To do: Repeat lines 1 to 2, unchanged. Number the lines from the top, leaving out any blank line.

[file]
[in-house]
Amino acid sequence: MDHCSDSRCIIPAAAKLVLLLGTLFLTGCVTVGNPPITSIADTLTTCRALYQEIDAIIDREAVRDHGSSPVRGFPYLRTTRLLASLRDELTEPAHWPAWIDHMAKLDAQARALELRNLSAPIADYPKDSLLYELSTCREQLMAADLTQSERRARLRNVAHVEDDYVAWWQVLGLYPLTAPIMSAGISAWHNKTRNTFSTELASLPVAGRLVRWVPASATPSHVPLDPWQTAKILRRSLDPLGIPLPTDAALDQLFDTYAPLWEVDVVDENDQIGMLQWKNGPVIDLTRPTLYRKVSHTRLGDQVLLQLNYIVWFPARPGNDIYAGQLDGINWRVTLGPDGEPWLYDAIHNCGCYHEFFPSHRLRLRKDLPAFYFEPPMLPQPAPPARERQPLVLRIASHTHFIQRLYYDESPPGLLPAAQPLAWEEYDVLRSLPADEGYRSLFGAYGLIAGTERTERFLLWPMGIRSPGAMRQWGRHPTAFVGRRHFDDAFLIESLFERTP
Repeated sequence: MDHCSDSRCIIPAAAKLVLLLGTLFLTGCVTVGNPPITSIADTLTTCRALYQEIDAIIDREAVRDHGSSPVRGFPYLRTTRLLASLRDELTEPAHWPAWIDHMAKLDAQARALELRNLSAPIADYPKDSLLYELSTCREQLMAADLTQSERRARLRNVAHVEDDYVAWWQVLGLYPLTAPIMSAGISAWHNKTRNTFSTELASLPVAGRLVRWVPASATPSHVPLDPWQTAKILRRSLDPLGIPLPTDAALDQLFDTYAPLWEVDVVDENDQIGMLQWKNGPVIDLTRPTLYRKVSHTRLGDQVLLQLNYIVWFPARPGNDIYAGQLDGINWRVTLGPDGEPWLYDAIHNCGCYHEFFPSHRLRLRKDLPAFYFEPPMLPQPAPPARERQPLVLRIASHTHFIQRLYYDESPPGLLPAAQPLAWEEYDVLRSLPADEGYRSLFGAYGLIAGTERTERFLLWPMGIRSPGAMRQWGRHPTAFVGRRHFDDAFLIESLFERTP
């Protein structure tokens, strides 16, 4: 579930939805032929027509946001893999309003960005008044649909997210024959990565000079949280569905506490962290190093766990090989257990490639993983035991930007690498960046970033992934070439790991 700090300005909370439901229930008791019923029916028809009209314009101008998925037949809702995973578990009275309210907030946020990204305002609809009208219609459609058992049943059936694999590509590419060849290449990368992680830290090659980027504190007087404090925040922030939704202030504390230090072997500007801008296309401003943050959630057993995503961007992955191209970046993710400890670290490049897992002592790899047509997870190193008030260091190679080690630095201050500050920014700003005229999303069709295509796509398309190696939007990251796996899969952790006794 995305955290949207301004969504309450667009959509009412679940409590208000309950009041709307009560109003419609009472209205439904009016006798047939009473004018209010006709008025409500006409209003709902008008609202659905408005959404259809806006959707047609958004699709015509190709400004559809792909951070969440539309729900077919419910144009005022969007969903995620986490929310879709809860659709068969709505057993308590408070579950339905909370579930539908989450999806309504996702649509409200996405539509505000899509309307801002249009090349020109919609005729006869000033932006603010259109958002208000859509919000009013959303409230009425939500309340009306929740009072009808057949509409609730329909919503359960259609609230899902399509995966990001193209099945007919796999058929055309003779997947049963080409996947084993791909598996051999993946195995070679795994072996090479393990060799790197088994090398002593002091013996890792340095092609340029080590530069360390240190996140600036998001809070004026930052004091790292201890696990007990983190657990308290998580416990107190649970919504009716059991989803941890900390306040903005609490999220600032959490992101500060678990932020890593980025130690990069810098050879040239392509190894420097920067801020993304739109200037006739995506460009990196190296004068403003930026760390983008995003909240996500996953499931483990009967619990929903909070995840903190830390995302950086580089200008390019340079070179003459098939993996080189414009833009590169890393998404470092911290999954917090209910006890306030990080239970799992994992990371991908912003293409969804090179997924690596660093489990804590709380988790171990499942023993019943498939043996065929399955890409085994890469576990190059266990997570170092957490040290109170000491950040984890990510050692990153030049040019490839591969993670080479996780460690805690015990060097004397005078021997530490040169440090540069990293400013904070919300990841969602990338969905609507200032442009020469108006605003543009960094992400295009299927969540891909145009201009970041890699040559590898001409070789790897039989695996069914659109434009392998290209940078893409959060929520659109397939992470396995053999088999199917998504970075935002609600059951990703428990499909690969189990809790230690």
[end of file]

[in-house]
Amino acid sequence: MDHCSDSRCIIPAAAKLVLLLGTLFLTGCVTVGNPPITSIADTLTTCRALYQEIDAIIDREAVRDHGSSPVRGFPYLRTTRLLASLRDELTEPAHWPAWIDHMAKLDAQARALELRNLSAPIADYPKDSLLYELSTCREQLMAADLTQSERRARLRNVAHVEDDYVAWWQVLGLYPLTAPIMSAGISAWHNKTRNTFSTELASLPVAGRLVRWVPASATPSHVPLDPWQTAKILRRSLDPLGIPLPTDAALDQLFDTYAPLWEVDVVDENDQIGMLQWKNGPVIDLTRPTLYRKVSHTRLGDQVLLQLNYIVWFPARPGNDIYAGQLDGINWRVTLGPDGEPWLYDAIHNCGCYHEFFPSHRLRLRKDLPAFYFEPPMLPQPAPPARERQPLVLRIASHTHFIQRLYYDESPPGLLPAAQPLAWEEYDVLRSLPADEGYRSLFGAYGLIAGTERTERFLLWPMGIRSPGAMRQWGRHPTAFVGRRHFDDAFLIESLFERTP